What’s more, the whole idea was ostensibly Vaughn’s, and not Google’s.  A movie star offered to make a 2 hour advert for Google, over which it had creative control, in exchange for a paltry handful of its mountainous resources. And right when Google’s "don’t be evil" reputation needed a shot in the arm, too.

OK, this wasn’t a piece of journalism, and it hardly had the potential to be biting satire either, with or without giving Google a say over the final cut. But when the grievously offensive jokes made by many comedians are grudgingly pardoned for the reason that comedy is sacrosanct to censorship, does it not seem monumentally weak that one of the major comedy releases of the year has been scripted according to the whims of a software company?

In this instance, we’ve only lost the edge from what would have been a low-key feel-good comedy at best. But, although I think the "slippery slope" argument is usually just a poor excuse for hyperbole, it seems hard to ignore the miserable precedent this sets for the role of advertising in media.

Owen Wilson stars in The Internship. Photograph: Getty Images

By day, Fred Crawley is editor of Credit Today and Insolvency Today. By night, he reviews graphic novels for the New Statesman.

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The joy of only winning once: why England should be proud of 1966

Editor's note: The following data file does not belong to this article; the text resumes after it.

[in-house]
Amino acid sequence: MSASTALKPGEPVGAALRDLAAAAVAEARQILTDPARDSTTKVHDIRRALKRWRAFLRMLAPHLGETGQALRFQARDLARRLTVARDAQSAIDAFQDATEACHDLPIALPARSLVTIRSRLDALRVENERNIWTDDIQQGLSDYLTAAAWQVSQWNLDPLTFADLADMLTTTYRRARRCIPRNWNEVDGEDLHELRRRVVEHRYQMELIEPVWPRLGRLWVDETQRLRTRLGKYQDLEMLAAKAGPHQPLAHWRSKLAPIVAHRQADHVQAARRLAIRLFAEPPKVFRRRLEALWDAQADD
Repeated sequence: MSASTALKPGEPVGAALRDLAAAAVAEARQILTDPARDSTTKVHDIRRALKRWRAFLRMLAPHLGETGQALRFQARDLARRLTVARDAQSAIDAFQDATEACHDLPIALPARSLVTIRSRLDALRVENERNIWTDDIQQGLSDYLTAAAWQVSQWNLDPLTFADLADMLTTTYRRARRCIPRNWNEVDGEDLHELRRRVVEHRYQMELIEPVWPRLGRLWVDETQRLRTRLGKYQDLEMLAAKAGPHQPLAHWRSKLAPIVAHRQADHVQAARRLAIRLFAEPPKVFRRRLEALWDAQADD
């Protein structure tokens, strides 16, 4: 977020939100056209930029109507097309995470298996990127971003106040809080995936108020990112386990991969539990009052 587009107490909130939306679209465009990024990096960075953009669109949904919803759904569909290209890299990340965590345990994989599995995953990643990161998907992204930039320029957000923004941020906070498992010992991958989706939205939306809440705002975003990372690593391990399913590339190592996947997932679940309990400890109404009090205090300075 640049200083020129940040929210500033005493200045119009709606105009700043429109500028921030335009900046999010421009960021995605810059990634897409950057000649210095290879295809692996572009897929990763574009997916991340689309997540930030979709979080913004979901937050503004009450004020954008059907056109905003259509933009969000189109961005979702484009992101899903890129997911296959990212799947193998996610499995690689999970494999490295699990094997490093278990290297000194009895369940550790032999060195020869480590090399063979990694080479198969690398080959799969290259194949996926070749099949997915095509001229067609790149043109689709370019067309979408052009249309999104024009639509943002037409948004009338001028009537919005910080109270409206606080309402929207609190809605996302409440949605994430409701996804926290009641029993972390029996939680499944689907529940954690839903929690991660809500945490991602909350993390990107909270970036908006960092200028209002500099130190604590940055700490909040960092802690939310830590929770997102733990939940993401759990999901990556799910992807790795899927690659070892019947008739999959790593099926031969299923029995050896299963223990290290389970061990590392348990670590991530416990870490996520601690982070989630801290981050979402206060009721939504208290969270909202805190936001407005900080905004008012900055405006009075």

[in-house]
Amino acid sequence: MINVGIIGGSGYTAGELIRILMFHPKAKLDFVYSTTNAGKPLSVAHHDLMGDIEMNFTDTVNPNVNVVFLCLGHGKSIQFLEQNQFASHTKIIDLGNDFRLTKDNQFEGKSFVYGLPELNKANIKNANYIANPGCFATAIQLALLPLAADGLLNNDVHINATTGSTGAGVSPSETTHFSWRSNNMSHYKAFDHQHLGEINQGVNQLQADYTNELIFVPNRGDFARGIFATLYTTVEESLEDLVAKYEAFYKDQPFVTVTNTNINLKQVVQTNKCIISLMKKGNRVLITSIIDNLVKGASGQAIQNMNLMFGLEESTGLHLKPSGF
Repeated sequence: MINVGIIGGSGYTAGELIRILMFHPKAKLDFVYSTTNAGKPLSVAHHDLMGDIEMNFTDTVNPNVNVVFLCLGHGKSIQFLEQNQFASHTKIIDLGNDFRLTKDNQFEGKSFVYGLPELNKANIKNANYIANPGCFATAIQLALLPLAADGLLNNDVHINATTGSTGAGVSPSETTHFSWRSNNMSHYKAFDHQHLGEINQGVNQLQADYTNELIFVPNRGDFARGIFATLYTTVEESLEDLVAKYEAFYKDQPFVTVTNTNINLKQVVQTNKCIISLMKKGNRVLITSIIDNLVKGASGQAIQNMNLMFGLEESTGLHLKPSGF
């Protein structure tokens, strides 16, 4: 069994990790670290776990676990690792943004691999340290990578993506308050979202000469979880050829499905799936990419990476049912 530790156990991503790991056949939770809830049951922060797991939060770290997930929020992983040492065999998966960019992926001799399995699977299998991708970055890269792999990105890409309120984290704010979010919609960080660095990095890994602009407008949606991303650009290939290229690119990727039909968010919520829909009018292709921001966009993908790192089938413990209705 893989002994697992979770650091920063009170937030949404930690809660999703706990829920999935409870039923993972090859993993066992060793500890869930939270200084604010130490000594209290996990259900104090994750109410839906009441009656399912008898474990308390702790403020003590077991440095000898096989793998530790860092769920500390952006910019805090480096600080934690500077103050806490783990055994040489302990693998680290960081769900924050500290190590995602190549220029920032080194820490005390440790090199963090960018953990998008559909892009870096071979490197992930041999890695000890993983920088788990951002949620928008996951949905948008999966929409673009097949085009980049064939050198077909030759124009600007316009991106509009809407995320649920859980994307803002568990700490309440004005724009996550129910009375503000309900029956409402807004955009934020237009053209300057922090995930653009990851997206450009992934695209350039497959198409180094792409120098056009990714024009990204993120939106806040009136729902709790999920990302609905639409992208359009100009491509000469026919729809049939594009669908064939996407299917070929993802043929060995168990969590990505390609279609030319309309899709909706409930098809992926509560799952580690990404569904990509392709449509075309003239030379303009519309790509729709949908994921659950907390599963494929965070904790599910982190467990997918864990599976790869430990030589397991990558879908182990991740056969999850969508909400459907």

We feel the glory of that triumphant moment, 50 years ago, all the more because of all the other occasions when we have failed to win.

There’s a phrase in football that I really hate. It used to be “Thirty years of hurt”. Each time the England team crashes out of a major tournament it gets regurgitated with extra years added. Rather predictably, when England lost to Iceland in Euro 2016, it became “Fifty years of hurt”. We’ve never won the European Championship and in 17 attempts to win the World Cup we have only won once. I’m going to tell you why that’s a record to cherish.

I was seven in 1966. Our telly was broken so I had to watch the World Cup final with a neighbour. I sat squeezed on my friend Colin’s settee as his dad cheered on England with phrases like “Sock it to them Bobby”, as old fashioned now as a football rattle. When England took the lead for the second time I remember thinking, what will it feel like, when we English are actually Champions of the World. Not long after I knew. It felt good.